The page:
Mr. Giunta's Fall Break 2019

I don’t know about you guys, but I am a big fan of our school calendar. I miss work too much in the summer, and it is nice for everyone to get to recharge every month and half or so during the school-year. Most of the time I opt for “stay-cations” here in Georgia or visit family in Florida, but this time… I. Went. All. Out. Newfoundland & Labrador.

Of course my vacations are full of lots of learning and I wanted to share some of that experience with you all.

Newfoundland & Labrador is about the size of California, but the population of Yuma, Arizona. The largest city is St. John’s, and that was my home base. It is the northeastern most city, and standing on its peninsula of Cape Spear to watch the sunrise, I was one of the first people (20 other tourist had the same idea) in all of North America to see it that day! It made me think about how we are studying orbits in 4th grade!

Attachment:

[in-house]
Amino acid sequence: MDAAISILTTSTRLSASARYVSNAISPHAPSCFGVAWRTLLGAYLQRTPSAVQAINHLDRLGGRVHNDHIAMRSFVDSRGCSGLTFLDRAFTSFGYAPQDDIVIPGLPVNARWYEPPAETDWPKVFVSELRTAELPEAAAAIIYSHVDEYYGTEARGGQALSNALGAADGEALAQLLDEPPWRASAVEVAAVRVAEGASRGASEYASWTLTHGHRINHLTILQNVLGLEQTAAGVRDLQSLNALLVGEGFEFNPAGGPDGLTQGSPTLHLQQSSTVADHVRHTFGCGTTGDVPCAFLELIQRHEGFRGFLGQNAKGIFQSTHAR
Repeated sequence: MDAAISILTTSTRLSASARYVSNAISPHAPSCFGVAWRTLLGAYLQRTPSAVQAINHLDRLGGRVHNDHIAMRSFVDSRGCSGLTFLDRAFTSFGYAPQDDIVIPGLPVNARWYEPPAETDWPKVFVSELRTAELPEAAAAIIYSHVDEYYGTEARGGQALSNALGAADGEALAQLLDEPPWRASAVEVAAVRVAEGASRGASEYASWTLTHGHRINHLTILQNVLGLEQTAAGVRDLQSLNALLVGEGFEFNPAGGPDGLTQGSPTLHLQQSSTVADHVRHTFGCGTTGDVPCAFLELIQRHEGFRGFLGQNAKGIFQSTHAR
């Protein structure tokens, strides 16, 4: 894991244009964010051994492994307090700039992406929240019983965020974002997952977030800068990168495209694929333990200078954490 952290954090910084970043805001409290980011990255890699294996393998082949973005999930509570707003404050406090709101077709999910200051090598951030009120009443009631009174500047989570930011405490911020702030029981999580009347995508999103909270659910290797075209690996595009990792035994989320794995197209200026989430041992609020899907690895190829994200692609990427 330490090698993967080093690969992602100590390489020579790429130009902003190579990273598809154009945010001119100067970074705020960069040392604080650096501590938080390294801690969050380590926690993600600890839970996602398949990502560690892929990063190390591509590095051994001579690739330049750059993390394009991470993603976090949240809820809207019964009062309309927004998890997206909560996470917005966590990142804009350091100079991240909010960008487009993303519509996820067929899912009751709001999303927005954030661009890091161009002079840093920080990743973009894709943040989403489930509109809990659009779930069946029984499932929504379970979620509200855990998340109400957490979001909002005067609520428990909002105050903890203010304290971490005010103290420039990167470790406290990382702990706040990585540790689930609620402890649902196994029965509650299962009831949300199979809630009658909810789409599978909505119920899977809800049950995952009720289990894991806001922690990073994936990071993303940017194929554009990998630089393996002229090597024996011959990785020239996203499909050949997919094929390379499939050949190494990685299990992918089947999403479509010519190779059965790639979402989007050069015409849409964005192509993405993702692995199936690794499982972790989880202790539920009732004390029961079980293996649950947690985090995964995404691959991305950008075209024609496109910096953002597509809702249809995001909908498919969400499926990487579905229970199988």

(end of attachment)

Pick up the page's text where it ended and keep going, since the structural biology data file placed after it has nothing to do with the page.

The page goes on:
Here are just a few pictures from my adventure:

This is part of Bell Island where I went sea kayaking. There were amazing waterfalls and caves!

This is part of Bell Island where I went sea kayaking. There were amazing waterfalls and caves!

This caribou was one of the many critters at the Salmonier Nature Park, a reserve for injured animals (like the Chattahoochee Nature Center!). They also had owls and eagles, lynx and fox, beaver and otter, and moose!

This caribou was one of the many critters at the Salmonier Nature Park, a reserve for injured animals (like the Chattahoochee Nature Center!). They also had owls and eagles, lynx and fox, beaver and otter, and moose!

The Geocenter is a museum dedicated to the earth science of the province. They had thousands of rocks, some of which were over 1 billion years old! This glacial cobble made me think of the work we are doing in 5th grade on constructive and destructive forces of landforms.

The Geocenter is a museum dedicated to the earth science of the province. They had thousands of rocks, some of which were over 1 billion years old! This glacial cobble made me think of the work we are doing in 5th grade on constructive and destructive forces of landforms.

I’m relaxing on a 560 million year old cliff over the Atlantic Ocean at Mistaken Point Ecological Reserve, a UNESCO site. Next to me are fossils molds from some of the earliest known living organisms on our planet!

I’m relaxing on a 560 million year old cliff over the Atlantic Ocean at Mistaken Point Ecological Reserve, a UNESCO site. Next to me are fossils molds from some of the earliest known living organisms on our planet!